Washington – With the probable loss of the Delaware Senate seat, Republicans need to sweep Washington, Wisconsin, California and Nevada. It was unlikely that they’d win three of the four beforehand, and winning all four is a bit more difficult. Now it looks like Washington may be getting away from them, as Senator Patty Murray takes to the airwaves. Rasmussen Reports finds her leading Dino Rossi 51 percent to 46 percent, the third pollster in a row to show her with a lead. The president isn’t as radioactive here as he is elsewhere, as he maintains a 49/50 approval rating.  Murray leads by four points in the RCP Average.

Illinois We Ask America finds what other pollsters are finding, namely that Mark Kirk is opening up a slight lead, although still within the error margin and with a ton of undecideds. Kirk leads by a narrow 1.3 point margin in the RCP Average. This race is about as close as you can get to a coin toss.

New HampshireRasmussen Reports weighs in with slightly better news for Kelly Ayotte than PPP found. Ayotte leads Hodes 51 percent to 44 percent. That’s closer than the 12-15 point lead Rasmussen has typically found this cycle for Ayotte. The race has clearly tightened, but Ayotte hasn’t trailed Hodes all cycle, and leads by 6.4 points in the RCP Average.

Arkansas – I’ve mentioned before that if Lincoln falls below 33 percent, she’ll have the lowest re-election of any Senator in history. According to Mason-Dixon, she is narrowly avoiding that fate, losing to John Boozman 51 percent to 34 percent. The RCP Average is less kind; she trails 57.4 percent to 31.4 percent. It is hard to see a scenario where she wins.


Minnesota – Republican Tom Emmer seems to be closing a once-formidable gap with former Senator Mark Dayton, according to SurveyUSA. Dayton now leads 38 percent to 36 percent, with 18 percent for Independence candidate Tom Horner. Conventional wisdom holds that third parties fade come October, but not usually in Minnesota. Dayton leads by 5.3 points in the RCP Average, but this is the second poll in a row showing a tight race.

Ohio – This one is starting to look as boring as the 2006 governor’s race. According to Quinnipiac, John Kasich leads incumbent Governor Ted Strickland, 54 percent to 37 percent. 52 percent of voters have an unfavorable impression of Governor Strickland, while Kasich enjoys a 47/27 positive split. Worse, 59 percent disapprove of the job he’s doing. This one is fast getting away from the governor, if it hasn’t done so already. Kasich leads by 10.8 points in the RCP Average.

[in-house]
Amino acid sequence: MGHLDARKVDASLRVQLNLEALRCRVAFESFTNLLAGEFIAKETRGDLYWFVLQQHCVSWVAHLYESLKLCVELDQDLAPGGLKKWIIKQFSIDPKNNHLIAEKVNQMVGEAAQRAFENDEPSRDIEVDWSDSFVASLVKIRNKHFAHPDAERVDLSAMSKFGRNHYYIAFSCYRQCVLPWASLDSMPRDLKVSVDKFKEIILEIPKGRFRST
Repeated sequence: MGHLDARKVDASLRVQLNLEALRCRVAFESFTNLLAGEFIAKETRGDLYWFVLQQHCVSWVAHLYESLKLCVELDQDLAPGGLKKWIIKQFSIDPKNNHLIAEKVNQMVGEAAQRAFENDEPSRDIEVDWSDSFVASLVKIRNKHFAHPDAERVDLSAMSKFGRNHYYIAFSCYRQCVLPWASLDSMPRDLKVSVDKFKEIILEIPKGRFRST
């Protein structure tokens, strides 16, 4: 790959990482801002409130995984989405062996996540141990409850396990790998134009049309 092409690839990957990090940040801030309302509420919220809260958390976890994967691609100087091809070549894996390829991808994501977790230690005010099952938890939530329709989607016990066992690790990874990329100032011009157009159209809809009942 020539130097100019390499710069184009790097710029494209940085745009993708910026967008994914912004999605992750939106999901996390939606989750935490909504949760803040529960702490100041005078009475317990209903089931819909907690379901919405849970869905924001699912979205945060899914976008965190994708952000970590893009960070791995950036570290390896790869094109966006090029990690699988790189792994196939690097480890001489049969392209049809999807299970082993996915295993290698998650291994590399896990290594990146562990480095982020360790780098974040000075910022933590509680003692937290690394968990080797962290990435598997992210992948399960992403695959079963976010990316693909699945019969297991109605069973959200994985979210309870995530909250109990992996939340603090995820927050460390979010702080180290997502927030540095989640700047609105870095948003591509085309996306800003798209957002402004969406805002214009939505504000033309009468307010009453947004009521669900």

Oregon – Let the jokes about hoping Chris Dudley manages the state better than he shoots free throws begin! SurveyUSA finds Dudley leading former Governor John Kitzhaber 49 percent to 43 percent. Dudley leads by 3.4 points in the RCP Average, but the fundamentals of the race – outsider versus former incumbent, a well-known statewide officeholder stuck at 44 percent or so – don’t bode well for Kitzhaber.

NevadaRasmussen Reports finds a closer race than many other pollsters are finding in the Nevada governor’s race. Former Judge Brian Sandoval leads Rory Reid by a 52-39 percent margin. No one else is seeing this result, so this might just be movement within the error margin. Sandoval leads by 21.2 points in the RCP Average.

New Hampshire – Governor John Lynch usually wins with 70 percent of the vote, but not this time. Public Policy Polling finds that his lead over John Stephen is 51 points to 39 points. Stephen isn’t getting much of a primary bounce here, and Lynch definitely remains the favorite, although this race is definitely a candidate to tighten. Lynch leads by 16 points in the RCP Average. [Ed Note:  A few helpful readers point out that this poll was taken prior to the primary.  This would certainly explain the lack of a bounce]

Sean Trende is senior elections analyst for RealClearPolitics. He is a co-author of the 2014 Almanac of American Politics and author of The Lost Majority. He can be reached at Follow him on Twitter @SeanTrende.